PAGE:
Reconstruction Cost Trends at National and State Levels
At national and state levels, total reconstruction costs, including materials and retail labor, increased sharply again, up 9.1% from
January 2020 to January 2021 as lumber costs posted a 54% jump. This continued a surge that began in the previous reporting period
with 9.2% growth from October 2019 to October 2020. But the fourth-quarter increase leveled off at 0.8%, following a
5.0% spike in the third quarter.
Reconstruction costs have increased in all states. Idaho, Hawaii, and Rhode Island had the biggest increases at 13.2%,
11.2%, and 10.8%, respectively. Washington, D.C., had the lowest change at 6.7%. Cost changes in New Mexico
were the most variable; the state had an increase of 34 rank positions.
Material Cost Analysis
Combined costs for material composites increased 14.2% from January 2020 to January 2021, compared with 14.5%
from October 2019 to October 2020. Costs were up for all categories. Lumber costs continued their extreme behavior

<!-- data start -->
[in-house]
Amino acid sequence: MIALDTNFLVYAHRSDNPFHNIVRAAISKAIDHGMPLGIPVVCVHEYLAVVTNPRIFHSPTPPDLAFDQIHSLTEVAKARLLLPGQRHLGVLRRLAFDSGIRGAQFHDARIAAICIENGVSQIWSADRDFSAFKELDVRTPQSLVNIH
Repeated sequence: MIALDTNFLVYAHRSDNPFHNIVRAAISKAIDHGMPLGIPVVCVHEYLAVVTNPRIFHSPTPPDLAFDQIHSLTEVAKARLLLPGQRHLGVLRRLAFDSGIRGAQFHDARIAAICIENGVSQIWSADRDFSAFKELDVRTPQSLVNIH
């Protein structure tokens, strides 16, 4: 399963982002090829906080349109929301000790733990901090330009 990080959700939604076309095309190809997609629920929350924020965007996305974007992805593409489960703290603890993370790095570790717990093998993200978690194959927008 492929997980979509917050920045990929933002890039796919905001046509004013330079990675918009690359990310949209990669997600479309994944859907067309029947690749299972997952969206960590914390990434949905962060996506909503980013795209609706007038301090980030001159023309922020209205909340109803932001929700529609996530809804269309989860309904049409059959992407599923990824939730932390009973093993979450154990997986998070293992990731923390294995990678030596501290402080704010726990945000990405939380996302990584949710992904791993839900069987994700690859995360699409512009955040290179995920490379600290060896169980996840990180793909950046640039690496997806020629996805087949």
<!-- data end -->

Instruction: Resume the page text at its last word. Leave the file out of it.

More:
with a 54.0% surge as the market reflected ongoing high demand from increased building activity; supply shortages
driven by shutdowns earlier in the year related to the pandemic; and reduced production as the slower winter building
season starts. Carpet was a distant second with a 6.5% increase, and paint followed at 3.2%. The remaining categories
increased just 0.8% to 1.9%.
Labor Cost Analysis
Combined retail labor costs increased 7.9% from January 2020 to January 2021, slightly higher than the 7.3% rise
from October 2019 to October 2020. All common labor trades saw steady cost increases. Drywall installer/finisher
costs continued to increase the most, at 13.0%. Roofer cost increases trailed in second place by a large margin at
6.4%. Heating/AC mechanic costs continued to have the lowest total increase at 3.3%.